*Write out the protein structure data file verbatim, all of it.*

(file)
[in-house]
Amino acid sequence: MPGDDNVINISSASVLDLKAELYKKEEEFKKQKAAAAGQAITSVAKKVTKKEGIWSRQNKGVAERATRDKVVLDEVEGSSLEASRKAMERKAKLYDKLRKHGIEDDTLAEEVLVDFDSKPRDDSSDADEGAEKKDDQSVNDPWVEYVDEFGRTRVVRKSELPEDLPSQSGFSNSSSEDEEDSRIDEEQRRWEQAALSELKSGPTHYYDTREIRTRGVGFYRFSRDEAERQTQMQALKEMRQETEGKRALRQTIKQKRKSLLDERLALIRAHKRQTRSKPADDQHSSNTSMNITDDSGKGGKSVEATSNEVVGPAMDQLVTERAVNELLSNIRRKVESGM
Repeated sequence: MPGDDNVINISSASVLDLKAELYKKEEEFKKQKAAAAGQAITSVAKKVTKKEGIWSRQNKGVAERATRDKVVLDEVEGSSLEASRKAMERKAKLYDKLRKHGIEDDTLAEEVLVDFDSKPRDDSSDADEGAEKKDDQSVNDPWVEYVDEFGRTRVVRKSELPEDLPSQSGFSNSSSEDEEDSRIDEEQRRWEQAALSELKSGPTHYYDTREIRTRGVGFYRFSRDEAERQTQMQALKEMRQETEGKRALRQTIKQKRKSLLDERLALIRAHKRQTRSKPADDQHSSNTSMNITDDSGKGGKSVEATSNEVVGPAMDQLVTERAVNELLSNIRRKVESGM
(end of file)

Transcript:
[in-house]
Amino acid sequence: MPGDDNVINISSASVLDLKAELYKKEEEFKKQKAAAAGQAITSVAKKVTKKEGIWSRQNKGVAERATRDKVVLDEVEGSSLEASRKAMERKAKLYDKLRKHGIEDDTLAEEVLVDFDSKPRDDSSDADEGAEKKDDQSVNDPWVEYVDEFGRTRVVRKSELPEDLPSQSGFSNSSSEDEEDSRIDEEQRRWEQAALSELKSGPTHYYDTREIRTRGVGFYRFSRDEAERQTQMQALKEMRQETEGKRALRQTIKQKRKSLLDERLALIRAHKRQTRSKPADDQHSSNTSMNITDDSGKGGKSVEATSNEVVGPAMDQLVTERAVNELLSNIRRKVESGM
Repeated sequence: MPGDDNVINISSASVLDLKAELYKKEEEFKKQKAAAAGQAITSVAKKVTKKEGIWSRQNKGVAERATRDKVVLDEVEGSSLEASRKAMERKAKLYDKLRKHGIEDDTLAEEVLVDFDSKPRDDSSDADEGAEKKDDQSVNDPWVEYVDEFGRTRVVRKSELPEDLPSQSGFSNSSSEDEEDSRIDEEQRRWEQAALSELKSGPTHYYDTREIRTRGVGFYRFSRDEAERQTQMQALKEMRQETEGKRALRQTIKQKRKSLLDERLALIRAHKRQTRSKPADDQHSSNTSMNITDDSGKGGKSVEATSNEVVGPAMDQLVTERAVNELLSNIRRKVESGM